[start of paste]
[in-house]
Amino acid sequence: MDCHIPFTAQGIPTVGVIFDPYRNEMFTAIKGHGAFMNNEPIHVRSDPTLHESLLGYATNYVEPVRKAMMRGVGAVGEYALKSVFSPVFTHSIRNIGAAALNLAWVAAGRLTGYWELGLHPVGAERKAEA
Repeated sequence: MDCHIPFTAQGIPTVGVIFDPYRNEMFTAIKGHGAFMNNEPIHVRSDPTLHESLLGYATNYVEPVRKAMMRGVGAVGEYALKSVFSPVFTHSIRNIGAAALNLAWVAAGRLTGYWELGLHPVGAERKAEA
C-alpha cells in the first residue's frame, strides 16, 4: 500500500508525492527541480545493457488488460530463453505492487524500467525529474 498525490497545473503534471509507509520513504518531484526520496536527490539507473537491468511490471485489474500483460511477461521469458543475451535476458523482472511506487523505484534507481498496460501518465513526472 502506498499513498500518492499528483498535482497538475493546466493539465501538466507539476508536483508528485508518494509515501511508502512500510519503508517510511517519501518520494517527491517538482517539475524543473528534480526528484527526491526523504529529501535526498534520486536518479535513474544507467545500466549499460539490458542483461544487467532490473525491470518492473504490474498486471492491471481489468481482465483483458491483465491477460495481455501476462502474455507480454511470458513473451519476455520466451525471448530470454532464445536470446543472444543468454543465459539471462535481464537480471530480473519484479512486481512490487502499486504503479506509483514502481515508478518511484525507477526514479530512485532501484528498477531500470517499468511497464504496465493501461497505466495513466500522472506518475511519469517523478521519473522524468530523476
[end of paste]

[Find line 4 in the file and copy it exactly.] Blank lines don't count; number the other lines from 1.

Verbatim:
C-alpha cells in the first residue's frame, strides 16, 4: 500500500508525492527541480545493457488488460530463453505492487524500467525529474 498525490497545473503534471509507509520513504518531484526520496536527490539507473537491468511490471485489474500483460511477461521469458543475451535476458523482472511506487523505484534507481498496460501518465513526472 502506498499513498500518492499528483498535482497538475493546466493539465501538466507539476508536483508528485508518494509515501511508502512500510519503508517510511517519501518520494517527491517538482517539475524543473528534480526528484527526491526523504529529501535526498534520486536518479535513474544507467545500466549499460539490458542483461544487467532490473525491470518492473504490474498486471492491471481489468481482465483483458491483465491477460495481455501476462502474455507480454511470458513473451519476455520466451525471448530470454532464445536470446543472444543468454543465459539471462535481464537480471530480473519484479512486481512490487502499486504503479506509483514502481515508478518511484525507477526514479530512485532501484528498477531500470517499468511497464504496465493501461497505466495513466500522472506518475511519469517523478521519473522524468530523476